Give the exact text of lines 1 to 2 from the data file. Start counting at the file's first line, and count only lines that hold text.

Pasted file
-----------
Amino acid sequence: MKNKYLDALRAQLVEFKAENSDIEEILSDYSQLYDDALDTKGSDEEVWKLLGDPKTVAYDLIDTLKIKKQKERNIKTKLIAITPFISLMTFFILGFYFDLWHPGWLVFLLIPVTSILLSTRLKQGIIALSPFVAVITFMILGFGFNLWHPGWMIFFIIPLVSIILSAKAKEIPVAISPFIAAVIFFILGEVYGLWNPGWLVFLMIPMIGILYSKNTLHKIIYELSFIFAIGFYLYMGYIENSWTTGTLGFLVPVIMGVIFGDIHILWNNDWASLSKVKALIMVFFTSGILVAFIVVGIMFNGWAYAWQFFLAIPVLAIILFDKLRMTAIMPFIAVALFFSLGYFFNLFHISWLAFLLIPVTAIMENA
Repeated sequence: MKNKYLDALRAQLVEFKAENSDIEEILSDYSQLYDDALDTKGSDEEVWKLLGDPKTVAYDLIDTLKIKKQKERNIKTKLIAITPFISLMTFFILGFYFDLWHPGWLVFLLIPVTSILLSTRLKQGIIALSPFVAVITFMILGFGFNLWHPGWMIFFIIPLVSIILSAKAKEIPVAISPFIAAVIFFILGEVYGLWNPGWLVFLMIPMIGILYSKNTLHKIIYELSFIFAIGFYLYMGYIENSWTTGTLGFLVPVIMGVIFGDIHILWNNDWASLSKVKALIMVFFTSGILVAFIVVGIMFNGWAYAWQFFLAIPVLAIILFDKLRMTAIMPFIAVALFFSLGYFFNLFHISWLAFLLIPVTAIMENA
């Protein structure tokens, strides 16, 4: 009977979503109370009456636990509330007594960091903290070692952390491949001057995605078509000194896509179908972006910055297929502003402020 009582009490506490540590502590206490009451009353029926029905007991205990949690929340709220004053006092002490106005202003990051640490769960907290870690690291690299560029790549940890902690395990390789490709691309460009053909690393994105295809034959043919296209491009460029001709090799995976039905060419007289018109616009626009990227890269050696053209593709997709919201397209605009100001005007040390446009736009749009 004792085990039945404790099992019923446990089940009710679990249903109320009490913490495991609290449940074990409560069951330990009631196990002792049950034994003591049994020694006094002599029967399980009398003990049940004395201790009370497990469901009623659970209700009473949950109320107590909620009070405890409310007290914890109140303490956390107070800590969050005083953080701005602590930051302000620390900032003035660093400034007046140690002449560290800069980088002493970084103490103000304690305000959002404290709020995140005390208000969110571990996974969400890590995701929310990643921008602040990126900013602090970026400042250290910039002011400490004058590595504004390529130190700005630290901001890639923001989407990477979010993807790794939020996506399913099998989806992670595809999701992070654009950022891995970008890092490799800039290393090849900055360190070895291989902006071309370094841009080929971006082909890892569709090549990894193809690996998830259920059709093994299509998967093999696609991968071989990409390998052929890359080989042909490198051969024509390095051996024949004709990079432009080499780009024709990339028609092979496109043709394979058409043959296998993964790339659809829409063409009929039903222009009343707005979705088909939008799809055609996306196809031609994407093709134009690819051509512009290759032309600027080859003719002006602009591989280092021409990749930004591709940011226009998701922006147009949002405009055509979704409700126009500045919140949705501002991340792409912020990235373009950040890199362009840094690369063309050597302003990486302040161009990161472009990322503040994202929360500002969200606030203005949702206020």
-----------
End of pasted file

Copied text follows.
Amino acid sequence: MKNKYLDALRAQLVEFKAENSDIEEILSDYSQLYDDALDTKGSDEEVWKLLGDPKTVAYDLIDTLKIKKQKERNIKTKLIAITPFISLMTFFILGFYFDLWHPGWLVFLLIPVTSILLSTRLKQGIIALSPFVAVITFMILGFGFNLWHPGWMIFFIIPLVSIILSAKAKEIPVAISPFIAAVIFFILGEVYGLWNPGWLVFLMIPMIGILYSKNTLHKIIYELSFIFAIGFYLYMGYIENSWTTGTLGFLVPVIMGVIFGDIHILWNNDWASLSKVKALIMVFFTSGILVAFIVVGIMFNGWAYAWQFFLAIPVLAIILFDKLRMTAIMPFIAVALFFSLGYFFNLFHISWLAFLLIPVTAIMENA
Repeated sequence: MKNKYLDALRAQLVEFKAENSDIEEILSDYSQLYDDALDTKGSDEEVWKLLGDPKTVAYDLIDTLKIKKQKERNIKTKLIAITPFISLMTFFILGFYFDLWHPGWLVFLLIPVTSILLSTRLKQGIIALSPFVAVITFMILGFGFNLWHPGWMIFFIIPLVSIILSAKAKEIPVAISPFIAAVIFFILGEVYGLWNPGWLVFLMIPMIGILYSKNTLHKIIYELSFIFAIGFYLYMGYIENSWTTGTLGFLVPVIMGVIFGDIHILWNNDWASLSKVKALIMVFFTSGILVAFIVVGIMFNGWAYAWQFFLAIPVLAIILFDKLRMTAIMPFIAVALFFSLGYFFNLFHISWLAFLLIPVTAIMENA